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ZBrush 3 for Windows Essential Training

Isolating details with 3D layers


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ZBrush 3 for Windows Essential Training

with Eric Keller

Video: Isolating details with 3D layers

When you're working on a 3D model in ZBrush, it's nice to have the flexibility to test out various ideas on the model before committing to them. You can use 3D layers to do this, to make changes to your model, see how they look, and decide whether you're going to keep them or not. It's another way that you can have several levels of undo when you're working on a model. 3D Layers are found here in the Tool palette and there is a sub-palette called simply Layers. Now this is not the same thing as this Layer palette right here.
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  1. 2m 27s
    1. Welcome
      30s
    2. Using the example files
      46s
    3. Overview
      1m 11s
  2. 26m 18s
    1. Understanding pixols
      1m 58s
    2. Establishing canvas size and color
      2m 30s
    3. Positioning 3D objects
      4m 33s
    4. Working with trays and palettes
      2m 52s
    5. Sculpting models in Edit mode
      3m 12s
    6. Discovering sculpting brushes
      5m 29s
    7. Saving models
      1m 27s
    8. Managing memory in ZBrush
      1m 44s
    9. Setting interface preferences
      2m 33s
  3. 1h 52m
    1. Customizing the startup 3D meshes
      5m 44s
    2. Deforming 3D models
      5m 11s
    3. Activating symmetry
      4m 35s
    4. Creating armatures with ZSphere
      8m 28s
    5. Posing armatures with ZSphere
      8m 54s
    6. Working with levels of detail
      7m 33s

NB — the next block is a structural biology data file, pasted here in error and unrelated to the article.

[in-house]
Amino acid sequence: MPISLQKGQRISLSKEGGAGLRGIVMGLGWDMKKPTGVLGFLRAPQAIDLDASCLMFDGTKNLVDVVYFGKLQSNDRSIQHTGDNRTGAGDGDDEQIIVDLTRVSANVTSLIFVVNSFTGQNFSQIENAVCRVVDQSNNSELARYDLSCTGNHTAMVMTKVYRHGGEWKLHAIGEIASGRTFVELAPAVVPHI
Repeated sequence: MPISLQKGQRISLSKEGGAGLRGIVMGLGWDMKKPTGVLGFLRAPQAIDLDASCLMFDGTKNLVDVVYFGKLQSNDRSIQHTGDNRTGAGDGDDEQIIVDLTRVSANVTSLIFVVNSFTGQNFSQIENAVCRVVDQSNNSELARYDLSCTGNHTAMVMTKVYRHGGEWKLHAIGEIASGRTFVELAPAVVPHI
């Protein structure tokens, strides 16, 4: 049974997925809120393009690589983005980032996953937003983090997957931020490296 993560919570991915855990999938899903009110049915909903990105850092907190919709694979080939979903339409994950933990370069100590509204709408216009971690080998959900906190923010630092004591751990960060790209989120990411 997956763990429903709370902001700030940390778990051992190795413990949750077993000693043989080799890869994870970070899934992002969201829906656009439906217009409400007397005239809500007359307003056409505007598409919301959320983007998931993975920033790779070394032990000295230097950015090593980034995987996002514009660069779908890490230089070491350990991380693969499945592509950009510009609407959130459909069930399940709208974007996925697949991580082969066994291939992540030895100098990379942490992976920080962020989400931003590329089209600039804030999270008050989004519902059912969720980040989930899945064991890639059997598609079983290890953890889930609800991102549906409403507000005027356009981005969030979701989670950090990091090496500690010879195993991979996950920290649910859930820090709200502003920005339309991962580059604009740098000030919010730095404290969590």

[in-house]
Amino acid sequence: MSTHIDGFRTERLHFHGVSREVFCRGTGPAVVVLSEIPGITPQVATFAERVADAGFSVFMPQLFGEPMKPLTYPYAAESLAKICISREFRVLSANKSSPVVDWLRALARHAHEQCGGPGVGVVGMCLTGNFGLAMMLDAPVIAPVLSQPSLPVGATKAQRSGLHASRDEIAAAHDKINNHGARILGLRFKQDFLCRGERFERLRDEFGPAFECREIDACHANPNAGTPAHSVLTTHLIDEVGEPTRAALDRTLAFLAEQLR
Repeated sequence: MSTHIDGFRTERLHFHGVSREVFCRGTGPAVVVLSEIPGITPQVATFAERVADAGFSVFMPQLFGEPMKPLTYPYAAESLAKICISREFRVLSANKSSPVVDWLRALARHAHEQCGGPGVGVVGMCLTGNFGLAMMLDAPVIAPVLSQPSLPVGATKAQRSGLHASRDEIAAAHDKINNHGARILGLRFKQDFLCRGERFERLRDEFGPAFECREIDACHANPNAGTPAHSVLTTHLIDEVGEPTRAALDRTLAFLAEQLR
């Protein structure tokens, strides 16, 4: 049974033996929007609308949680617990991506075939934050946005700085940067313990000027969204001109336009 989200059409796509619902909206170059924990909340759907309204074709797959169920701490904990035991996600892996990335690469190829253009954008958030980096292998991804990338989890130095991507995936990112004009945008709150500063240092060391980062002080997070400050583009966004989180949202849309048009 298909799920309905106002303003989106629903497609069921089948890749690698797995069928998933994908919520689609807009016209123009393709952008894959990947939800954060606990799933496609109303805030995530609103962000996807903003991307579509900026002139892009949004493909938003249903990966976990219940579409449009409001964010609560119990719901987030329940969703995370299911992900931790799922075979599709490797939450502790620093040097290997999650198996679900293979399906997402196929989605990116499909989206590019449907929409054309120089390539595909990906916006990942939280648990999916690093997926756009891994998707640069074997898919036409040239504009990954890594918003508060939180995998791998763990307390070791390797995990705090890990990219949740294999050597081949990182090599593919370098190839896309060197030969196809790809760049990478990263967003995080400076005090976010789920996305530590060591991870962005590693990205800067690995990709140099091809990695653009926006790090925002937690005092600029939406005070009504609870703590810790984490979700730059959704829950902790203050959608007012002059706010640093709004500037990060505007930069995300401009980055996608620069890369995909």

7. Masking geometry
      5m 43s
    8. Hiding and showing polygons
      6m 29s
    9. Organizing geometry using polygroups
      8m 57s
    10. Extruding geometry with edge loops to make necks and ears
      10m 11s
    11. Creating sharp edges with the Crease tool
      4m 19s
    12. Adding parts to your model with subtools
      5m 18s
    13. Posing models with Transpose pt. 1
      7m 35s
    14. Installing the Subtool Master plugin
      4m 29s
    15. Posing models with Transpose pt. 2
      13m 52s
    16. Installing the Transpose Master plugin
      5m 7s
  4. 58m 51s
    1. Sculpting with brushes
      11m 22s
    2. Choosing stroke types
      2m 20s
    3. Using Lazy Mouse
      4m 28s
    4. Sculpting fine details with alphas
      5m 9s
    5. Creating alphas
      6m 46s
    6. Creating stencils from alphas
      9m 28s
    7. Storing morph targets
      6m 4s
    8. Isolating details with 3D layers
      6m 23s
    9. Building surfaces by extracting meshes
      6m 51s
  5. 1h 13m
    1. Picking colors
      3m 2s
    2. Applying textures
      4m 15s
    3. Creating seamless textures
      3m 8s
    4. Painting models
      7m 51s
    5. Mapping 3D model texture coordinates
      5m 32s
    6. Adding sculpture reference planes
      11m 21s
    7. Applying materials
      4m 10s
    8. Modifying standard materials
      10m 17s
    9. Applying MatCap materials
      2m 22s
    10. Creating MatCap materials
      9m 9s
    11. Creating bump maps
      5m 55s
    12. Painting with photos
      6m 31s
  6. 6m 7s
    1. Exporting models
      2m 30s
    2. Importing models
      3m 37s
  7. 1h 1m
    1. Getting started with 2.5D tools
      5m 10s
    2. Modifying paintbrushes with stroke types
      3m 42s
    3. Positioning strokes and models on the canvas
      5m 14s
    4. Using snapshots
      7m 32s
    5. Understanding ZSub and ZCut
      4m 2s
    6. Creating document layers
      7m 47s
    7. Applying transparency
      3m 23s
    8. Lighting the canvas
      9m 3s
    9. Rendering in ZBrush
      6m 10s
    10. Tuning shadows
      4m 53s
    11. Baking lighting into the graphic
      2m 15s
    12. Creating a sense of depth using fog
      2m 37s
  8. 7m 12s